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Modeling building resilience against extreme weather by integrated CityFFD and CityBEM simulations
- Ali Katal, Mohammad Mortezazadeh, Liangzhu (Leon) Wang
- Applied energy 2019 v.250 pp. 1402-1417
- aerodynamics, buildings, case studies, climate change, dynamic models, energy, greenhouse gas emissions, heat transfer, issues and policy, microclimate, storms, urban areas, urbanization, Canada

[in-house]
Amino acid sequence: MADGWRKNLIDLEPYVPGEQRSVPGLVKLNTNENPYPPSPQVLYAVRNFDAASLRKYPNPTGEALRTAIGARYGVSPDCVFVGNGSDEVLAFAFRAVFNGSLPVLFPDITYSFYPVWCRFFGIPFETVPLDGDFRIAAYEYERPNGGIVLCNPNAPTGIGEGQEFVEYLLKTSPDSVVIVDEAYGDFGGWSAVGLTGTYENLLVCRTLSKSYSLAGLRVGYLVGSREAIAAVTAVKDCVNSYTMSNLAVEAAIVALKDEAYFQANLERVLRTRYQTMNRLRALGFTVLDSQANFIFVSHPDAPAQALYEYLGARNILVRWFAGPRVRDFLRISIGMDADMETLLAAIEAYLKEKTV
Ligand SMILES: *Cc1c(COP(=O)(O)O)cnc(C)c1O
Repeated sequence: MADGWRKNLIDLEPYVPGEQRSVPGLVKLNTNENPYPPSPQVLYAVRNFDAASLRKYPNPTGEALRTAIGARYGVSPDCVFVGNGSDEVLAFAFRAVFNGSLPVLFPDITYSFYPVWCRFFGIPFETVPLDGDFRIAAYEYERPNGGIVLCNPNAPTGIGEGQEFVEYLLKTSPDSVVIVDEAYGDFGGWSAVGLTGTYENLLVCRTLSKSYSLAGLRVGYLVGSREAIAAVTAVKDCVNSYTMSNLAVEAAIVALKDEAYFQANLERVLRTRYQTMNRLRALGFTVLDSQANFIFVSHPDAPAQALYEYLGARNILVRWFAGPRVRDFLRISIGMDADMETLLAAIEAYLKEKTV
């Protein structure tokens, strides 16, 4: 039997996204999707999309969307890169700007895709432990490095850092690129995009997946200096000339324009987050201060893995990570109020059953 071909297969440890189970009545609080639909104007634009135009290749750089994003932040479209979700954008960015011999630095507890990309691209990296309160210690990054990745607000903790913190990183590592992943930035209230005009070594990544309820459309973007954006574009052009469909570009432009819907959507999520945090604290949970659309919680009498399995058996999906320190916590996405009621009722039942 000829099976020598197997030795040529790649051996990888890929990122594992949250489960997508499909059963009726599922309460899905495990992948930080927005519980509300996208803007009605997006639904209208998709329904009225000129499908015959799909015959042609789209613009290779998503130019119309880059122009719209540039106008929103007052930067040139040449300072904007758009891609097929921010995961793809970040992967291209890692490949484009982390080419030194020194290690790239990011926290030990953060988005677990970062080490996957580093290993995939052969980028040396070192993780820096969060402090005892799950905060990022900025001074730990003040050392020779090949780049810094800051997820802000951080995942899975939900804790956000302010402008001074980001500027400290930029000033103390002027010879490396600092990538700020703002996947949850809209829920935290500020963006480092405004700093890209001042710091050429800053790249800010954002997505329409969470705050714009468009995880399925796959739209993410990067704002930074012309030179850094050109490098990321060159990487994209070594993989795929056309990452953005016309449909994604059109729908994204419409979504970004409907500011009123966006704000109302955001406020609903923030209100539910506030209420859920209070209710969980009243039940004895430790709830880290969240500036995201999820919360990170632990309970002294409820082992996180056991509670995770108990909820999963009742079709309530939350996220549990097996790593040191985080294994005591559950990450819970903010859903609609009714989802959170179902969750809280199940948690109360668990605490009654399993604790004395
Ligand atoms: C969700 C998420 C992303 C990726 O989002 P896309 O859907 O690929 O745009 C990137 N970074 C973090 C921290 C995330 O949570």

- In the past decade, urban building energy models have been developed to address the increasing concerns over energy consumption and greenhouse gas emission due to rapid urbanization and building resilience as a result of climate change. These models can estimate energy consumption, GHG emission and resilience response of buildings in an urban area, and evaluate retrofit strategies for architects, engineers, researchers and policy makers. It has been recognized that local microclimate and neighborhood effects play an important role in urban building energy modeling. Creating an urban building energy model also requires the collection of extensive building data, which is a time-consuming process. In this study, we developed an integrated platform by combining CityFFD (City Fast Fluid Dynamics), an urban-scale fast fluid dynamics model for microclimate modeling, and CityBEM (City Building Energy Model), a new urban building energy model with a library of 1700 building archetypes for facilitating urban model creation. Local aerodynamics and heat transfer information are exchanged between both models at each time step. Graphics processing unit computing is also applied to CityFFD for simulation speedup. The simulation of the 1971 Montreal snowstorm of the century was conducted as a case study of more than 1500 buildings of an island near Montreal, Canada for the investigation of their resilience against the three-day power outage due to the storm. Building retrofit analysis was also conducted to evaluate the added level of resilience. The results show that the proposed platform can produce high-resolution results of building thermal load, microclimate condition, and building behavior during weather extremes.